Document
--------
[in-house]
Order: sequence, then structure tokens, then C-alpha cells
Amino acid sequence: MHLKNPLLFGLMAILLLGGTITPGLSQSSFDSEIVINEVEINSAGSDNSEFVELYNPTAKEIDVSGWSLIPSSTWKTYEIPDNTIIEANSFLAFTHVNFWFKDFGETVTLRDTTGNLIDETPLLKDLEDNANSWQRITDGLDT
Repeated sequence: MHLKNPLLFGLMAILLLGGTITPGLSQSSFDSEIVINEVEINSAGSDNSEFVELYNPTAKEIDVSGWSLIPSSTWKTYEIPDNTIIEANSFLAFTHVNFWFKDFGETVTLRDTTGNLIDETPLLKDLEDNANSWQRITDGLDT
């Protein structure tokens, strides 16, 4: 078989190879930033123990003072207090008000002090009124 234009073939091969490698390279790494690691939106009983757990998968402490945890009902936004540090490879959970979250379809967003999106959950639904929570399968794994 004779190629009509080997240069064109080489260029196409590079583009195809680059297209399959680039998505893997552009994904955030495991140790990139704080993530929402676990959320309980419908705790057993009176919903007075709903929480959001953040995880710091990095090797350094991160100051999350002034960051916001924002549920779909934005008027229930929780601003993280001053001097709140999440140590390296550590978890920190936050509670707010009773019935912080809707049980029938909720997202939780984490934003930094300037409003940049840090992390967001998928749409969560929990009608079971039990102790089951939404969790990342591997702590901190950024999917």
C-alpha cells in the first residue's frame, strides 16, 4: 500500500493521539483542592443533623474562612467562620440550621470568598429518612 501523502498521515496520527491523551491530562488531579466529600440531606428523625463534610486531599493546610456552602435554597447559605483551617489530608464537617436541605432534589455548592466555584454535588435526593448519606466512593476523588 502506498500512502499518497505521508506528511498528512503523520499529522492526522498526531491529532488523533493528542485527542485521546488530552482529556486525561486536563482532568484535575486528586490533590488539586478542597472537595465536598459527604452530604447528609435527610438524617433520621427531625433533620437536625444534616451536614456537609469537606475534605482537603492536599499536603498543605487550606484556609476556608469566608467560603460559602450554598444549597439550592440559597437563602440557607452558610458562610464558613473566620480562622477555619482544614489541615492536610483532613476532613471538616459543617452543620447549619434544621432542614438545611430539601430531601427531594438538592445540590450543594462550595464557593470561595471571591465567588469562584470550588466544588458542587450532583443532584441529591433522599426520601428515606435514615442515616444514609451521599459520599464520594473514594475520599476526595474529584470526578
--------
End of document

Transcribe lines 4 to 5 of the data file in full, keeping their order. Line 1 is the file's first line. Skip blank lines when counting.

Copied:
Repeated sequence: MHLKNPLLFGLMAILLLGGTITPGLSQSSFDSEIVINEVEINSAGSDNSEFVELYNPTAKEIDVSGWSLIPSSTWKTYEIPDNTIIEANSFLAFTHVNFWFKDFGETVTLRDTTGNLIDETPLLKDLEDNANSWQRITDGLDT
């Protein structure tokens, strides 16, 4: 078989190879930033123990003072207090008000002090009124 234009073939091969490698390279790494690691939106009983757990998968402490945890009902936004540090490879959970979250379809967003999106959950639904929570399968794994 004779190629009509080997240069064109080489260029196409590079583009195809680059297209399959680039998505893997552009994904955030495991140790990139704080993530929402676990959320309980419908705790057993009176919903007075709903929480959001953040995880710091990095090797350094991160100051999350002034960051916001924002549920779909934005008027229930929780601003993280001053001097709140999440140590390296550590978890920190936050509670707010009773019935912080809707049980029938909720997202939780984490934003930094300037409003940049840090992390967001998928749409969560929990009608079971039990102790089951939404969790990342591997702590901190950024999917």